Brazil sugar harvest expected to start late
Dubai, February 7, 2012
Global sugar supplies will be tight before the next harvest of top producer Brazil, which is likely to start later than normal to allow time for sucrose to develop in cane, a leading sugar analyst said.
But the market would have to absorb a sizeable surplus as new-crop supplies appear, Jonathan Kingsman told Reuters TV in an interview, speaking on the sidelines of the Feb. 4-7 Kingsman Dubai sugar conference.
"The tightness could last until June/July on both the raws and the whites (refined sugar)," Kingsman, managing director of Lausanne-based Kingsman SA, said.
"The market is going into a surplus situation with the start of the new Brazilian crop," he added.
Brazil is by far the world's biggest sugar producer and exporter. Harvesting in the centre-south of Brazil, the main growing region, usually starts around April.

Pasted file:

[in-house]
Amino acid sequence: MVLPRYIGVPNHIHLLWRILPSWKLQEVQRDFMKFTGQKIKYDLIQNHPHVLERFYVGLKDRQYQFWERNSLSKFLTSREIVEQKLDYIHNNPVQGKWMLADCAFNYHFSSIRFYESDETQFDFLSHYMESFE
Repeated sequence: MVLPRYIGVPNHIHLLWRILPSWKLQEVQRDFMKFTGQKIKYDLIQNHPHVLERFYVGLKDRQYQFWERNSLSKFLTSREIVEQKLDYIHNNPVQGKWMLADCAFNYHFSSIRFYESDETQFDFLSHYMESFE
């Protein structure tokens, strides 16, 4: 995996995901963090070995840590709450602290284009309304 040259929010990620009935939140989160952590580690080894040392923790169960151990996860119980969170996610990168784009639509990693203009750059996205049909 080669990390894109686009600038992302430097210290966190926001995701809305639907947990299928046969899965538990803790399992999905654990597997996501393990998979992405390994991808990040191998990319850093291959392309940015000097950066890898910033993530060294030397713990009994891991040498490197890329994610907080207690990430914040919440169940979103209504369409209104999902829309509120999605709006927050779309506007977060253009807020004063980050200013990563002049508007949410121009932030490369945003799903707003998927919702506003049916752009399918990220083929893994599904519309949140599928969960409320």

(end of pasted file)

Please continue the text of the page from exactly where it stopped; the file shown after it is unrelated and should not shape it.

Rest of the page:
Kingsman is expected to give forecasts for the global sugar balance on Tuesday as the conference wraps up.
He said the harvest in the centre-south of Brazil, the main growing region, was expected to start late to allow cane more time to build sucrose content.
Senior sugar traders attending the Kingsman event have said they expect 2012/13 cane output in the centre-south of Brazil to stand at around 520 million tonnes after just over 490 million in 2011/12.
They said ageing cane plants and the need for big investments to renovate the cane was slowing down the recovery in cane output.
Adverse weather, including sporadic frosts, also contributed to last year's production setback in Brazil.
"We expect it (centre-south cane harvest) to start a week or so later than last year, and last year it was already two weeks later (than normal)," Kingsman said.
Kingsman said the weather in recent weeks had been generally favourable to cane development, although there were some concerns over a lack of sunshine inhibiting accumulation of sucrose in the cane.
"The weather has been pretty good. We think that the crop will be edging upwards rather than downwards," he said. – Reuters